I’m not sure when this was built, perhaps the late 1930s or early 1940s, but I believe it was built solely for use as a boarding house/tourist home. It is presently being deconstructed. Jesup once had many such “tourist homes” but by the 1960s most were replaced by modern motels. The Broadhurst Studio postcard (pictured below) likely dates to circa 1945-1950. The card notes the availability of a locked garages and boasts that it is a block away from the noise of highway traffic.
Willis Clary established what would become Jesup at Station Number 6 on the Atlantic & Gulf Railroad line in early 1869. He paid to have the town surveyed and built this house on City Lot #1, presumably around the time the survey was done. Clary would serve as Jesup’s first mayor. As he and wife Lucinda Hall Lee had no children of their own, his stepdaughter, Georgia Lee Whaley, eventually inherited the home.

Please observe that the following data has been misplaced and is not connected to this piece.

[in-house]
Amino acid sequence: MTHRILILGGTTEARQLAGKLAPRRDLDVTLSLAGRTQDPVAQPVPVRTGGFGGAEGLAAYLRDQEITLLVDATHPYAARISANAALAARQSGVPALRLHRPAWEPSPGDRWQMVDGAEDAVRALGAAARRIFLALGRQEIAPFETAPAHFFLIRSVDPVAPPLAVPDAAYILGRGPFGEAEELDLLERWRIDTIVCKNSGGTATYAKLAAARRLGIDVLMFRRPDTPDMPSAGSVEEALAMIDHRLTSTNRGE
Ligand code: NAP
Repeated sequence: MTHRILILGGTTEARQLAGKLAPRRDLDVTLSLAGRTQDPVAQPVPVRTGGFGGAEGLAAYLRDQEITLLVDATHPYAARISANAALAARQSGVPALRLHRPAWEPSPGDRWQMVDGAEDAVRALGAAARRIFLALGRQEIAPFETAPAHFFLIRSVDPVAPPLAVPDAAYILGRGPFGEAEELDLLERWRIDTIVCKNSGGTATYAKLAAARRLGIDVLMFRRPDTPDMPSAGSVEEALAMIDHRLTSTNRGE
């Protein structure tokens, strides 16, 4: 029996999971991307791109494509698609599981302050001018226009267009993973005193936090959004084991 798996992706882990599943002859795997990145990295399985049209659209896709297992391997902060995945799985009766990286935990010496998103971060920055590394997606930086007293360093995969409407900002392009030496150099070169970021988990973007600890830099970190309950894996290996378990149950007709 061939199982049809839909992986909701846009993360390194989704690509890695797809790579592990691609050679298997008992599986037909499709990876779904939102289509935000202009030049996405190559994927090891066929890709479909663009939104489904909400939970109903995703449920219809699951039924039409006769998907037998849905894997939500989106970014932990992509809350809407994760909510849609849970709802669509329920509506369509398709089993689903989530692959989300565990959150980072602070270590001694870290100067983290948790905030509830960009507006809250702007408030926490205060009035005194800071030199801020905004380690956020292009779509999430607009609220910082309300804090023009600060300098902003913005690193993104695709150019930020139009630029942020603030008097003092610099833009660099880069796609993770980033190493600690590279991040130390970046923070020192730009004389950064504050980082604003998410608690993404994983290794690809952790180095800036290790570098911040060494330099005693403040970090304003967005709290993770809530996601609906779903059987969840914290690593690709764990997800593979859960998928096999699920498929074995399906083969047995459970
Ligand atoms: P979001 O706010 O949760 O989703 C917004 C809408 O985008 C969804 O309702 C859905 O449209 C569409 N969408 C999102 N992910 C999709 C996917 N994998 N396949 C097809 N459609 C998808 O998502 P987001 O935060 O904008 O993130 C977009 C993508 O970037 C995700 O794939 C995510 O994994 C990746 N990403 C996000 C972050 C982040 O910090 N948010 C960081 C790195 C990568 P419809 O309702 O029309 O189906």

It appears to have originated as a simple central hallway structure. Expanded over the years, it’s presently used as an office.
Laurel Gibson writes: Spent many nights here, this was my aunt,Martha Jean my uncle Harry and my two cousins Richard and Michael Burns home. After the death of my uncle and aunt 5 and 10 years ago. The remaining son Richard has it on the market now. So much fun here. My brother and I played for hours on the swing on the front porch, we would also run down the block to see the train go by. And the food, oh my goodness could my aunt cook. I wish I could buy this, my favorite home in the whole world